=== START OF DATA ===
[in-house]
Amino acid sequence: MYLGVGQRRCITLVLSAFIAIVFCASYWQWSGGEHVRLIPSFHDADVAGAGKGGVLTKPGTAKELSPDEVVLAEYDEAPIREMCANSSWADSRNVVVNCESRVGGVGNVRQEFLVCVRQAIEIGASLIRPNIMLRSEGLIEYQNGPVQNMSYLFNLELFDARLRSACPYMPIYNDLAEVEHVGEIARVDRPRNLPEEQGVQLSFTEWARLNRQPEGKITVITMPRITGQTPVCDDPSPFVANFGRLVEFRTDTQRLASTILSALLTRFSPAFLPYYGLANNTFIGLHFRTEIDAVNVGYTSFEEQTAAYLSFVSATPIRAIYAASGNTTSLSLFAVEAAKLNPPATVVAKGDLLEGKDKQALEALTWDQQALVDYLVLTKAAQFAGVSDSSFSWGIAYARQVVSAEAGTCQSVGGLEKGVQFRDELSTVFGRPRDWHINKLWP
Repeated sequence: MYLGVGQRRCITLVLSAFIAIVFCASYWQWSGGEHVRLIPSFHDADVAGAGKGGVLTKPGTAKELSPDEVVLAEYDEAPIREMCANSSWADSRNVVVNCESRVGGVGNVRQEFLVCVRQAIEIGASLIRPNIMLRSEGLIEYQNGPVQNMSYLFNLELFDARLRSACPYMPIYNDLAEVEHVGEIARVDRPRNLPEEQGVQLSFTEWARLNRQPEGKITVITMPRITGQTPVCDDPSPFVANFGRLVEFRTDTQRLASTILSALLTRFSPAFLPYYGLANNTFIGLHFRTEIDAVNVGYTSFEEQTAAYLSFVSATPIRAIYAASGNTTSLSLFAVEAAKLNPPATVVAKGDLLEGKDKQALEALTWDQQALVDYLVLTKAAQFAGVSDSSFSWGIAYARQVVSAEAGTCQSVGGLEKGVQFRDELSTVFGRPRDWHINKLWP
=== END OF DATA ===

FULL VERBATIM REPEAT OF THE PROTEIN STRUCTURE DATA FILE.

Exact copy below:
[in-house]
Amino acid sequence: MYLGVGQRRCITLVLSAFIAIVFCASYWQWSGGEHVRLIPSFHDADVAGAGKGGVLTKPGTAKELSPDEVVLAEYDEAPIREMCANSSWADSRNVVVNCESRVGGVGNVRQEFLVCVRQAIEIGASLIRPNIMLRSEGLIEYQNGPVQNMSYLFNLELFDARLRSACPYMPIYNDLAEVEHVGEIARVDRPRNLPEEQGVQLSFTEWARLNRQPEGKITVITMPRITGQTPVCDDPSPFVANFGRLVEFRTDTQRLASTILSALLTRFSPAFLPYYGLANNTFIGLHFRTEIDAVNVGYTSFEEQTAAYLSFVSATPIRAIYAASGNTTSLSLFAVEAAKLNPPATVVAKGDLLEGKDKQALEALTWDQQALVDYLVLTKAAQFAGVSDSSFSWGIAYARQVVSAEAGTCQSVGGLEKGVQFRDELSTVFGRPRDWHINKLWP
Repeated sequence: MYLGVGQRRCITLVLSAFIAIVFCASYWQWSGGEHVRLIPSFHDADVAGAGKGGVLTKPGTAKELSPDEVVLAEYDEAPIREMCANSSWADSRNVVVNCESRVGGVGNVRQEFLVCVRQAIEIGASLIRPNIMLRSEGLIEYQNGPVQNMSYLFNLELFDARLRSACPYMPIYNDLAEVEHVGEIARVDRPRNLPEEQGVQLSFTEWARLNRQPEGKITVITMPRITGQTPVCDDPSPFVANFGRLVEFRTDTQRLASTILSALLTRFSPAFLPYYGLANNTFIGLHFRTEIDAVNVGYTSFEEQTAAYLSFVSATPIRAIYAASGNTTSLSLFAVEAAKLNPPATVVAKGDLLEGKDKQALEALTWDQQALVDYLVLTKAAQFAGVSDSSFSWGIAYARQVVSAEAGTCQSVGGLEKGVQFRDELSTVFGRPRDWHINKLWP